What attracted you to The Luck of the Irish?
Kirsten's writing has an immediacy and emotional energy about it, while also being lyrical. When I first read the play I couldn't put it down: it felt fast and funny and amazingly moving. Exactly what you want to find in a script. Kirsten writes real people with real challenges and gives them an importance that elevates them and their quandaries to an almost mythic place. It is also, for me, a play that speaks deeply to an issue I think many of us find familiar: needing to feel at home in the world, and feeling that one has earned that place and belongs in it. The characters are all a little displaced, either because of race or class or the simple fact that they don't fit solidly into the mainstream culture of their moment.

What, if any, local resources are you tapping to develop this play?
Living in this city is a resource. It's a town of neighborhoods where community is often defined geographically. Knowing that and experiencing it first hand is helpful. At Emerson College, where I teach, I am also in the midst of working on a project about the 1970s in Boston and the forced school busing. I am steeping myself in the history of the interplay of races, communities, housing, and neighborhoods in this area. It's rich, painful, and fascinating material — and there are so many conversations to be had with folks who've lived through various iterations of this struggle in this area.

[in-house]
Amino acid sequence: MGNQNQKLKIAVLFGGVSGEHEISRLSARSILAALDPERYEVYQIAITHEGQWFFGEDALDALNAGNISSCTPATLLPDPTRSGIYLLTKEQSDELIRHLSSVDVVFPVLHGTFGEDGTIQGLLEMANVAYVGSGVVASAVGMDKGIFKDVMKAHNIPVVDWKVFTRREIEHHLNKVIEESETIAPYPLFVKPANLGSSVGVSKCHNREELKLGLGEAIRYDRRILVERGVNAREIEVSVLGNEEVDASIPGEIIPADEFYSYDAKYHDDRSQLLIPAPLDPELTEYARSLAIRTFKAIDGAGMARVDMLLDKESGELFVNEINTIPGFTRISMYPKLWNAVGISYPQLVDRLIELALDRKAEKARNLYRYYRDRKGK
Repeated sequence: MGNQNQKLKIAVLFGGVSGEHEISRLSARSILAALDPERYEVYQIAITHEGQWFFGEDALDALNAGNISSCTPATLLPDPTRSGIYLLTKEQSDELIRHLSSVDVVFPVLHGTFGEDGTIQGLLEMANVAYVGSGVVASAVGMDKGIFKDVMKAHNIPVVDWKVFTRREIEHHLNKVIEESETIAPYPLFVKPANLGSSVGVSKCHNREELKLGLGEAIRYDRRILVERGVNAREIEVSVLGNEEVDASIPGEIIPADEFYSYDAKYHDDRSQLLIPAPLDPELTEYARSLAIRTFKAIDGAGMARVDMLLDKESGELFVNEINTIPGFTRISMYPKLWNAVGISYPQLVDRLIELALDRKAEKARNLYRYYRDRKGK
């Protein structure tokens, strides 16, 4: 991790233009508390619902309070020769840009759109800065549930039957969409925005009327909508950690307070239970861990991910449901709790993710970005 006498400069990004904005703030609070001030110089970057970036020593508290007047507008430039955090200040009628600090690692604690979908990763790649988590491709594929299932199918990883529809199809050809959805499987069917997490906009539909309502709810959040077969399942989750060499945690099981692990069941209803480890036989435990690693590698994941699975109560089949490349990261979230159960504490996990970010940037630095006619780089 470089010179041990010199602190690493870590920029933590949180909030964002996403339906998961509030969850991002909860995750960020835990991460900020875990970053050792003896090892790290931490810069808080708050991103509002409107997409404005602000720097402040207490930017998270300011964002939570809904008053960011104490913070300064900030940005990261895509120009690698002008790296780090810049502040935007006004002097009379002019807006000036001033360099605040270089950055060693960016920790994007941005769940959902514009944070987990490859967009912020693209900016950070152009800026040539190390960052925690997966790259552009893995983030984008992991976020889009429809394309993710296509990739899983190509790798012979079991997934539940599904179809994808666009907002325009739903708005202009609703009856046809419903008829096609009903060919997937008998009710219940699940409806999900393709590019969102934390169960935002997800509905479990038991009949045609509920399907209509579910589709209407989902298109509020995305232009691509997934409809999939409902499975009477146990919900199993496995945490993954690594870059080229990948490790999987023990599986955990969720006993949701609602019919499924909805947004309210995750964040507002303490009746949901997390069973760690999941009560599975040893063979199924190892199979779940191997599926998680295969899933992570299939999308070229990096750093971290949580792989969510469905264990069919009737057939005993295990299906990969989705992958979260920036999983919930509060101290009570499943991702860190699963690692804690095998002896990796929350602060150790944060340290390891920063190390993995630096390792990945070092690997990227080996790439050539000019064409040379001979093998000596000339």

How will directing Luck differ from your experience with Circle Mirror Transformation?
Completely different! Annie Baker's writing in Circle Mirror Transformation is much more contained, and the goal in our rehearsal room was to find stillness and meaning in the silences. Kirsten's writing in The Luck of the Irish is expansive: she is crossing races, generations, neighborhoods, cultures, years! The Luck of the Irish has an epic feel to me. It's about reaching across as much as it is about searching within. It leads to a different energy in the rehearsal room and in the theatre.

How does directing a world premiere differ from directing an established work (say, Shakespeare)?
Actually a new play and Shakespeare have more in common for me than an established contemporary work that has already had several successful productions. For me, both new play work and Shakespeare require you to think through every moment verbally, visually, emotionally. You don't know what the gift of the moment can be: if one thread in a play is brought out more than others, you have an entirely different production and an audience takes away a different play. It's a fascinating journey.

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